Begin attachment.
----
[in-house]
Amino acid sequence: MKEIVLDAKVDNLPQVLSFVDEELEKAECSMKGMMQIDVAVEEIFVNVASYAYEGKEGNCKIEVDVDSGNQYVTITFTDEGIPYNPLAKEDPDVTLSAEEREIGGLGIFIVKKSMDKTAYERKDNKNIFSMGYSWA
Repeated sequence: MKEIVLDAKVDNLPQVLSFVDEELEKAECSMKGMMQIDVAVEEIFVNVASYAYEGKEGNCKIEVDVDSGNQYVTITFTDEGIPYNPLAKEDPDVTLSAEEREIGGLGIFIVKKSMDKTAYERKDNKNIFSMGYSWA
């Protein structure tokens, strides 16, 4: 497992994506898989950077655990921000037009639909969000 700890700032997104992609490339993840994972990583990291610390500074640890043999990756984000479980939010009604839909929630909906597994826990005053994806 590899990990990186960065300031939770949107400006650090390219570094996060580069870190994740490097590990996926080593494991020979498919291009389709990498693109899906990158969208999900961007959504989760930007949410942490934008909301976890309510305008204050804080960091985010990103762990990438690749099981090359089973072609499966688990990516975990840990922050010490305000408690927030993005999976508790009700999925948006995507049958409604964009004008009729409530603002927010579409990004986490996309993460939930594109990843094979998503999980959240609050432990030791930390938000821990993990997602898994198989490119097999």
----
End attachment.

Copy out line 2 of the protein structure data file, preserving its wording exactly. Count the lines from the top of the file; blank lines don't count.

Amino acid sequence: MKEIVLDAKVDNLPQVLSFVDEELEKAECSMKGMMQIDVAVEEIFVNVASYAYEGKEGNCKIEVDVDSGNQYVTITFTDEGIPYNPLAKEDPDVTLSAEEREIGGLGIFIVKKSMDKTAYERKDNKNIFSMGYSWA